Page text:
New York Fellows 2016: Session Seven

Conservatism, Democracy, and Foreign Policy

Date: Wednesday, May 4, 2016
Guest Discussion Leader: Ambassador John Bolton, Senior Fellow, American Enterprise Institute

Americans have grown war-weary and tired of military engagements abroad. Yet America has vital interests and an abiding commitment to the survival of western civilization. The readings in this session explore the necessity for American foreign policy to combine spiritedness and moderation and to avoid the twin pitfalls of democratic crusadism and escape from our responsibilities in the world.

Required Reading:

Codevilla, Angelo. To Make and Keep Peace Amongst Ourselves and All Nations (Hoover Institution Press, 2014)“Peacekeeping vs. Peace” and “The War on Peace”. pp. 142-167.

Hanson, Victor Davis. The Savior Generals: How Five Great Commanders Saved Wars That Were Lost- From Ancient Greece to Iraq (Bloomsbury Press, 2013). “The New Way Forward” pp. 215- 221 and “Down from Olympus” pp. 230- 237.

Recommended Reading:

Mahoney, Daniel J. The Conservative Foundations of the Liberal Order: Defending Democracy Against Its Modern Enemies and Its Immoderate Friends (Intercollegiate Studies Institute Books, 2011). Chapter 6, Conservatism, Democracy, and Foreign Policy, pp. 105-124.

Hanson, Victor Davis. The Father of Us All: War and History, Ancient and Modern (Bloomsbury Press, 2010). Chapter 10, The American Way of War- Past, Present, and Future, pp. 137-157.

Columns by Victor Davis Hanson

“Obama’s Ironic Foreign Policy”, PJ Media, December 16, 2013.

“Our Schizoid Foreign Policy”, National Review Online, March 7, 2011.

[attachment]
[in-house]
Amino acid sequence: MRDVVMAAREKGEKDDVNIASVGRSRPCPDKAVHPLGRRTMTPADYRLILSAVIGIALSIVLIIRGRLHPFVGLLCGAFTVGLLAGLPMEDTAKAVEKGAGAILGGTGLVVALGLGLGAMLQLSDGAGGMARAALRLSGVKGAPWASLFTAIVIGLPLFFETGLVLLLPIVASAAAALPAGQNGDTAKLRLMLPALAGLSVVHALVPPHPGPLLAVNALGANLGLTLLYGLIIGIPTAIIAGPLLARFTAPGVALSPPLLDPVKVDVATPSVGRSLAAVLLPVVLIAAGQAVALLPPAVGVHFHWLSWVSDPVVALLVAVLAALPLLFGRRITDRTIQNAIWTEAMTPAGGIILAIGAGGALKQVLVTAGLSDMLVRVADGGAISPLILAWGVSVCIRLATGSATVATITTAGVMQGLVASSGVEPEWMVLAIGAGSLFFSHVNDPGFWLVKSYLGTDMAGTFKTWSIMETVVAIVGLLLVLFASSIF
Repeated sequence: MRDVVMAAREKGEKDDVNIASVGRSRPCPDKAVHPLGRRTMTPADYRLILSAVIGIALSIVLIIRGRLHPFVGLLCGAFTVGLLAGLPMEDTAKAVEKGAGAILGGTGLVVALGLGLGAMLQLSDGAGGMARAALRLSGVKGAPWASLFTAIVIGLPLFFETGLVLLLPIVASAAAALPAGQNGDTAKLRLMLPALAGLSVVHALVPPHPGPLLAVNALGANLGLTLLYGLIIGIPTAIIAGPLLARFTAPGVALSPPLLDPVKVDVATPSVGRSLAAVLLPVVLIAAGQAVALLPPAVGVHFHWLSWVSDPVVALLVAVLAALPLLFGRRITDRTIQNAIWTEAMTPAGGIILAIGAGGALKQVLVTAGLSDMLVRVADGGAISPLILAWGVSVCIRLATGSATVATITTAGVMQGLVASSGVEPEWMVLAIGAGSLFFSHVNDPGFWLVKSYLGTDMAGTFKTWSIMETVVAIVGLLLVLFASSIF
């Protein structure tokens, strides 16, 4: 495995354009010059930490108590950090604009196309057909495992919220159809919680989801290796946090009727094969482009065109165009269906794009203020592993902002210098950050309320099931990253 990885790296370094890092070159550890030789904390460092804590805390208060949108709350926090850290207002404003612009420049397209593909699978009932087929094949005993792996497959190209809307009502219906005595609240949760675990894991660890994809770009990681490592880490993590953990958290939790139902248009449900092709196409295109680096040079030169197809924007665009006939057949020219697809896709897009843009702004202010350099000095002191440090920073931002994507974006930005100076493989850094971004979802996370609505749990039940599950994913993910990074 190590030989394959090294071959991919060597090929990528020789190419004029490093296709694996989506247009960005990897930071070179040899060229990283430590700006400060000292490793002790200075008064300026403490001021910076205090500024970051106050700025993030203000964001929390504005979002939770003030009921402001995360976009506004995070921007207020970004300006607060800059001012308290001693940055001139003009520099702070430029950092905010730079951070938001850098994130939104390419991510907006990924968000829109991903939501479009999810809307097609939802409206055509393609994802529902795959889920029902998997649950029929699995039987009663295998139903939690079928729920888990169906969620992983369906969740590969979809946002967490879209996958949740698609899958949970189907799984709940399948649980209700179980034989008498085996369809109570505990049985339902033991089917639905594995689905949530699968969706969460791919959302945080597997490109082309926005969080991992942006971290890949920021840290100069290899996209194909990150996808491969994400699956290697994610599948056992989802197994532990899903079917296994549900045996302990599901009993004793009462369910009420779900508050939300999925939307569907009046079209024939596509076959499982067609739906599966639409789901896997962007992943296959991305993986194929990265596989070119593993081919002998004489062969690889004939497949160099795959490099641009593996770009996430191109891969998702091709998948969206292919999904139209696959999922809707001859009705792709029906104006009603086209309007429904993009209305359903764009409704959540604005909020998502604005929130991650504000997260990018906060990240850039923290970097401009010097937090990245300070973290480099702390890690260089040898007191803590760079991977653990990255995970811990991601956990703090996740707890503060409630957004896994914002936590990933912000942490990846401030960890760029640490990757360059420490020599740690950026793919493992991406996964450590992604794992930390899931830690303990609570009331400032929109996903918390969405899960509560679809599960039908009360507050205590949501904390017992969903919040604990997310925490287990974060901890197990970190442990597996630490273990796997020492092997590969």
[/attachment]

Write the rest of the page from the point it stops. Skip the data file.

“Obama’s Illiberal Foreign Policy”, National Review Online, June 24, 2011.

“The Perils of Obama’s Foreign Policy”, National Review Online, January 28, 2012.

“Our Icarus-in-Chief”, National Review Online, February 4, 2014.

“A New America in a New World Order”, National Review Online, February 24, 2011.

“Diplomacy Carterizes”, NRO’s The Corner, January 13, 2012.

“A Modest Proposal for Mideast Peace”, National Review, January 29, 2008.

Session Seven Required Reading

Session Seven Recommended Reading

Discussion Questions

1. Why is Codevilla critical of the American pursuit of an informal empire in the years after 1945? How does his position differ from a so-called ‘isolationist’ approach to world affairs? 
2. In what ways is the post-Western and post-Christian America preferred by American elites an obstacle to effective foreign policy and public diplomacy? According to Codevilla, in what ways is America losing her soul? 

3. How effectively have our ruling elites faced the civilizational challenge posed by Islam? 

4. Why did the wars in Iraq and Afghanistan ultimately bring more war than peace? 
5. How does David Petraeus qualify as a “savior general”? What larger lessons can be learned from his efforts to pacify Iraq and redeem the honor of the United States?

5. What are the sources of President Obama’s retrenchment of American power? To what extent does he share the premises of those who desire a post-Western, post-American world?